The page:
We were not the favourites to win. The bookies’ favourite was UKIP. They won last time, and this one was on the brink of the Euro Elections with their populist “message” getting massive media coverage. Maybe people just got sick of the void of local activity and policy? Maybe the fear of Fifty Billion Martians coming to eat our babies is getting a bit old? Maybe people have simply started to see that “common sense” sometimes means “nonsense” and “the truth” something means the opposite. I think we won this election for three reasons. We won it because people have seen UKIP in action and know now what electing them means. We won it because we ran a strong, old-fashioned Campaign and lots of wonderful local people came out to help. And we won it because Samantha Clark is a fantastic candidate; well-liked, well-respected, honest, caring and genuine. And local. It seems people do like that after all. Who’d have thought? :)
Roman Bank Wisbech. By Election. Conservative team celebrating the win.
Photo borrowed from Wisbech Standard Article HERE.
Picture: Steve Williams.
Congratulations Councillor Sam Clark
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A resounding victory for our great Conservative candidate. Well done Sam, and well done the people of Roman Bank! Good decision. I think Sam will do you proud.
Gorefield Public Meeting
Just over a week ago I was asked to organise a Public Meeting and Campaign Session for all seven of the Conservative MEP candidates for our region – and I had to do it (a) within a week and (b) on a Bank Holiday Monday! Cue lots of pulling out hair and general panic on my part. Particularly since I was doing this in the middle of a by-election campaign in the same area and that our MP, Steve Barclay, was also going to attend.
Never mind, we got there. The candidates wanted to come to Roman Bank so I booked the village hall in Gorefield and then set about delivering hundreds of flyers to let people know it was on. I had no idea what to expect – it’s not easy to get people to come to a political campaign meeting at the best of times, let alone on a Bank Holiday and let alone when it’s lovely and sunny!
In fact the hall was nearly full. We had 67 attendees, plus the candidates. The format was a short presentation by each candidate followed by a question and answer session with the audience. A number of interesting questions were asked and the MEPs were well received by an interested and intelligent audience.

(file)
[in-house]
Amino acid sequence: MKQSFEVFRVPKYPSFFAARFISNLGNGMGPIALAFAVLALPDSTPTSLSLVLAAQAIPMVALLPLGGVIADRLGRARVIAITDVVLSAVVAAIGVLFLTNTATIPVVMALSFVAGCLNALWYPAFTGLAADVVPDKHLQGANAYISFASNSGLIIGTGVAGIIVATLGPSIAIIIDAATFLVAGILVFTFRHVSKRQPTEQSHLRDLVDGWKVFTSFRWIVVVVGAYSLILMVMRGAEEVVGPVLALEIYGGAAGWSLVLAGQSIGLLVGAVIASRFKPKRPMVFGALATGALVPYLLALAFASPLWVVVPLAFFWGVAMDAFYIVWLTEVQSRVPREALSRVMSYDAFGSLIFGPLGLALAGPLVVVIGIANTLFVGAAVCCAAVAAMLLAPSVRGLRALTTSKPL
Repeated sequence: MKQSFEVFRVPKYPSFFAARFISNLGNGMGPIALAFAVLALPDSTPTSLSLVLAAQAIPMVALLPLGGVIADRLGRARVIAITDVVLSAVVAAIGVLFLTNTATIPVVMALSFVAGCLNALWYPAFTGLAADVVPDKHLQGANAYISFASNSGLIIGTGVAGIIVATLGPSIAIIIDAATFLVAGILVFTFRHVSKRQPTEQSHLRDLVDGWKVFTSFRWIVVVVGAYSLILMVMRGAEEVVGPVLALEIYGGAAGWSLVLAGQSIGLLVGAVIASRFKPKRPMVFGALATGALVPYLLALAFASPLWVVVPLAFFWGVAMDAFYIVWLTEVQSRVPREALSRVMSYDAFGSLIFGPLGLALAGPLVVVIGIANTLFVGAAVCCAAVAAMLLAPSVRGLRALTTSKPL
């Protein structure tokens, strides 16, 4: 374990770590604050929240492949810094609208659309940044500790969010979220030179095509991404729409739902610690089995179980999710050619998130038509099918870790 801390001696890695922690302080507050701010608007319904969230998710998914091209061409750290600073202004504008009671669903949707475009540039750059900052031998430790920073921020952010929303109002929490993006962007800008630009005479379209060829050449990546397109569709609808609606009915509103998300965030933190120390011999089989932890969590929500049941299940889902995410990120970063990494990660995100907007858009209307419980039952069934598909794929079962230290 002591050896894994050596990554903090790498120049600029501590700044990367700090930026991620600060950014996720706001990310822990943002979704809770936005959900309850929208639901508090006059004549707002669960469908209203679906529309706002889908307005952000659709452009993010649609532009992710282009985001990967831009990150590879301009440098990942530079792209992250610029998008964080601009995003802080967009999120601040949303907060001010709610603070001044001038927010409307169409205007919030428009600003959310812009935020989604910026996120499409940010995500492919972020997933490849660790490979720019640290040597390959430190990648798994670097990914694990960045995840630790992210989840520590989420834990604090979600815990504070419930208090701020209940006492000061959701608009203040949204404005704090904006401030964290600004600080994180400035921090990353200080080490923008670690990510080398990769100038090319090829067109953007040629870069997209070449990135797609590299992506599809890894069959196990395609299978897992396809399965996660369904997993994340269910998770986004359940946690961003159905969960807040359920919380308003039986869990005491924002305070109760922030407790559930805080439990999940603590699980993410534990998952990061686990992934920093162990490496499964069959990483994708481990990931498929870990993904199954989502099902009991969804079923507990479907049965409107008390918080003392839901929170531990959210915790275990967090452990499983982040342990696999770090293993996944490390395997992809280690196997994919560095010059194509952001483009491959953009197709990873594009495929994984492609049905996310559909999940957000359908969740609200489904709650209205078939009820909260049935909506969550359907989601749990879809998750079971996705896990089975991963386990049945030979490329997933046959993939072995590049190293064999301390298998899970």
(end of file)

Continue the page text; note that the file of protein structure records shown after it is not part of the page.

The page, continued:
After this, the Candidates joined local Conservative candidate Samantha Clark on a mass canvass through Gorefield. We were joined by two dozen Conservative activists and this meant we were able to roll effectively through the entire main area of the village taking in the High Road, Back Road, St Marks Road, Churchill Road and the Oxfield Drive Estate before we ran out of time. Of course, we’ve already canvassed all these roads several times, but it’s nice to revisit houses where you didn’t catch anybody home and try and talk to the ones you missed last time.
After this we all decamped to Wetherspoons in Wisbech for a very pleasant lunch. Then the team moved to the Market Square to talk to pedestrians and shoppers and generally to mingle. I think some folk were surprised to see their MP, all seven of the Eastern Conservative MEP candidates and so many activists, but the reactions were friendly and engaged.
I then left the MEP team to get on with their road show and headed back into Roman Bank; specifically Newton and the long difficult Sutton Road stretch. Only a few days to go until the By-Election and every second counts. I’ll be glad, come the small hours of Friday morning, when this latest one is over and I can have a rest. And hopefully, good people of Roman Bank be willing, a celebratory drink. Fingers crossed.
Roman Bank Campaign 2014 – Gorefield And Leverington
Something strange happened to our campaign team today. It started out quite small, just Samantha Clark, Stevie, Elliot and I. But then throughout the day people kept appearing and joining us until, by the end, we were eleven strong!